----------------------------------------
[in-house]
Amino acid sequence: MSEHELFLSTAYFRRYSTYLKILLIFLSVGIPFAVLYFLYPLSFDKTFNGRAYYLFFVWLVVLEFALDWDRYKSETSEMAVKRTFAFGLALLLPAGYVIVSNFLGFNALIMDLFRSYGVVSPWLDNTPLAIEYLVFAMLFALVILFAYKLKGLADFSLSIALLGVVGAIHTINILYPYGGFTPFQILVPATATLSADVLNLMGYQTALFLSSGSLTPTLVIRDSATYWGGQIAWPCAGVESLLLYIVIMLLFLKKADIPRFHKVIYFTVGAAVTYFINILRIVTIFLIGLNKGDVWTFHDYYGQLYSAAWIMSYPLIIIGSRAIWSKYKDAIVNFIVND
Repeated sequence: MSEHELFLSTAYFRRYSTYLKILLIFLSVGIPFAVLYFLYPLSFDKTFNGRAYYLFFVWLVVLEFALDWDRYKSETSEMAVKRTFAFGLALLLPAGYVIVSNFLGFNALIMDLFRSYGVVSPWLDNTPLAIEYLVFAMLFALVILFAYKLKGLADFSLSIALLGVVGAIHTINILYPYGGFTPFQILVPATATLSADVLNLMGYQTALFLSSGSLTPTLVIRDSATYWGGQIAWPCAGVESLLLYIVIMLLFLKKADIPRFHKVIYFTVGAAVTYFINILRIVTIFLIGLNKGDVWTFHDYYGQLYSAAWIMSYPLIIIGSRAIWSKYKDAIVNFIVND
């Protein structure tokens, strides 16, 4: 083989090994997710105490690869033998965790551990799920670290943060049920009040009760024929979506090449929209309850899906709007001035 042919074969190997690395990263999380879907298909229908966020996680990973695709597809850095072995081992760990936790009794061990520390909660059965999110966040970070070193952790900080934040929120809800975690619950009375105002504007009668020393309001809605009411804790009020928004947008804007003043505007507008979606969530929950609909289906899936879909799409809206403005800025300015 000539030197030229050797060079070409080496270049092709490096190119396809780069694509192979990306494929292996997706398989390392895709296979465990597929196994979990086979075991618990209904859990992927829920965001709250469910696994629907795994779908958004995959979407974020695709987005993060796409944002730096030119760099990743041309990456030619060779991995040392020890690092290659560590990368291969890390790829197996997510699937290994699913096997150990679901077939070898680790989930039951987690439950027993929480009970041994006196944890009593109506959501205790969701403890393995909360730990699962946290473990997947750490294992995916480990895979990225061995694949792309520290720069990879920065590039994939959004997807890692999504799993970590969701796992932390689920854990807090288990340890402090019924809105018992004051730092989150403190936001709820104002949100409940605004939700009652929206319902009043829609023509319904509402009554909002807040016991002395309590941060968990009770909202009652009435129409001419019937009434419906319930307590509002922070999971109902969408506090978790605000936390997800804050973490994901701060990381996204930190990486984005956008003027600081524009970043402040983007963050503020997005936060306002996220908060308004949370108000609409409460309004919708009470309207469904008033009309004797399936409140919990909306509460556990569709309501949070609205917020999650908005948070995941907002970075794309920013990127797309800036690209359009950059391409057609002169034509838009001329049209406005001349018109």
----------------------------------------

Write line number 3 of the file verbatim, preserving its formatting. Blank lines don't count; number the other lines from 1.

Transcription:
Repeated sequence: MSEHELFLSTAYFRRYSTYLKILLIFLSVGIPFAVLYFLYPLSFDKTFNGRAYYLFFVWLVVLEFALDWDRYKSETSEMAVKRTFAFGLALLLPAGYVIVSNFLGFNALIMDLFRSYGVVSPWLDNTPLAIEYLVFAMLFALVILFAYKLKGLADFSLSIALLGVVGAIHTINILYPYGGFTPFQILVPATATLSADVLNLMGYQTALFLSSGSLTPTLVIRDSATYWGGQIAWPCAGVESLLLYIVIMLLFLKKADIPRFHKVIYFTVGAAVTYFINILRIVTIFLIGLNKGDVWTFHDYYGQLYSAAWIMSYPLIIIGSRAIWSKYKDAIVNFIVND